Hugely Hyped ‘No Man’s Sky’ Faces Troubled Launch

The launch of No Man’s Sky has been just as divisive as creator Sean Murray predicted, and then some.

During the no doubt agonizing wait for my personal opinion on the year’s biggest release so far, let’s talk a bit about what the rest of the Internet is saying about one of the most controversial game releases in recent memory.

After an advance copy of the game made its way into the hands of one particularly eager fan, many were dismayed to hear that he had accomplished the game’s primary objective — an intergalactic voyage to “the center of the universe” — within 30 hours. While it’s a robust length of play on its own, it was a far cry from the pre-release pronouncements of near-infinite playability.

Admittedly, the player in question was sprinting through content to ensure he was the first to reach the game’s natural conclusion. He didn’t do a whole lot of sightseeing, which seems to be a primary motivating factor for many of the game’s most ardent defenders. But what exactly did he miss by rushing toward that end?

According to many accounts, not much.

The E3 2014 trailer for Hello Games’ opus depicted a world rich with interconnected systems of flora and fauna, all existing naturally alongside one another in a procedurally-generated world among billions upon billions of others. It was, understandably, a carefully primed conceptual introduction to the ideals of the game’s creators. But the stark difference between that original vision and the resultant experience — even in a curated tour of the content — was just as understandably jarring.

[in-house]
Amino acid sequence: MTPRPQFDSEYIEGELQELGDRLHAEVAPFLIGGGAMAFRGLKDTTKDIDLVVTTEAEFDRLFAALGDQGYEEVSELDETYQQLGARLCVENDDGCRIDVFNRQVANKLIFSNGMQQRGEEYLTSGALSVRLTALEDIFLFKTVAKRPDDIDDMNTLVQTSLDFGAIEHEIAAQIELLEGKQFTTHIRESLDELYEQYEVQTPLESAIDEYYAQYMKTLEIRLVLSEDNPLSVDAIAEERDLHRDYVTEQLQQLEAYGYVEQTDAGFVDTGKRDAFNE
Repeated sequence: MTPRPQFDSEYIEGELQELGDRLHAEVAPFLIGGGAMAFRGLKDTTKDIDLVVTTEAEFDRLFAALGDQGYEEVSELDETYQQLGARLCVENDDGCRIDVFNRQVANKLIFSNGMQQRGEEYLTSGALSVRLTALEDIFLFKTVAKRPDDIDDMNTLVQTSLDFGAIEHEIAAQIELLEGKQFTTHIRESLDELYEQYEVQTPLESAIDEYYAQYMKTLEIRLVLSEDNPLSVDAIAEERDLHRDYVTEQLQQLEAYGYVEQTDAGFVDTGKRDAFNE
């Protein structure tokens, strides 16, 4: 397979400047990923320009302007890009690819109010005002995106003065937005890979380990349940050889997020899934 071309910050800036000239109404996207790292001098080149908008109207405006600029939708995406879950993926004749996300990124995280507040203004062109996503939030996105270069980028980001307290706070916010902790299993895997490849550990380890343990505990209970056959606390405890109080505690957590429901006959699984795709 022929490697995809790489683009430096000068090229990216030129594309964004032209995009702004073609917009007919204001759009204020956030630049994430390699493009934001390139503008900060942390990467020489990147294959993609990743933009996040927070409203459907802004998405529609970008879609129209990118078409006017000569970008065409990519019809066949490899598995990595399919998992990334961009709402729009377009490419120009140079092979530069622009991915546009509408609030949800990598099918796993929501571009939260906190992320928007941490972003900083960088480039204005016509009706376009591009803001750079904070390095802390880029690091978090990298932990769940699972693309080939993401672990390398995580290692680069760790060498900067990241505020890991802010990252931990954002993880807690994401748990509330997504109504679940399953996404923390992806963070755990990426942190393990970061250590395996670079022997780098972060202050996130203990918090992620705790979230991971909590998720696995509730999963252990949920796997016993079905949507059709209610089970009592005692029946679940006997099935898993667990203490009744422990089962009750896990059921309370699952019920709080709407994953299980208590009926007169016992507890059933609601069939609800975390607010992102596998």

The Steam reviews have reflected this general response, with a tepid “Mixed” user score at the time of this writing. Professional reviews range from glowing to scathing, and Twitter is abuzz with every possible take you can imagine. Polygon (of course) took time to chastise the game’s creators by equating its resource-gathering focus with strip-mining, calling what is arguably the most mundane part of the game “a bit outdated, if not downright ugly, in 2016.”

This hasn’t dissuaded the most enthusiastic of No Man’s Sky fans. For the thousands of approving voices in Steam reviews and elsewhere, the game’s sense of wonder and exploration is, in and of itself, the reward. Some have used the virtual space to memorialize the lost, and at least one waxes poetic with ardor for the game and disdain toward its detractors:

The launch of the PC version has been more than a bit bumpy. Jim Sterling compared it to Arkham Knight’s horrendous PC debut. By all appearances, Hello Games is pushing themselves to address the massive frame hitches and crashing that has disrupted the experience for many customers. As of now, there is an “experimental” patch that hopes to address the worst of the wide-ranging technical hiccups on the PC port.

For some, it’s already too late. “LIRIK,” Twitch.tv’s biggest broadcaster, has already refunded his copy after an especially frustrating stream.

Of course, if you want the most important opinion on any video game, you obviously have to get to Church. As soon as I sift through all of the noise — both positive and negative — I’ll have a definitive verdict on this lonely trip through the twinkling expanse.

Follow Nate Church @Get2Church on Twitter for the latest news in gaming and technology, and snarky opinions on both.


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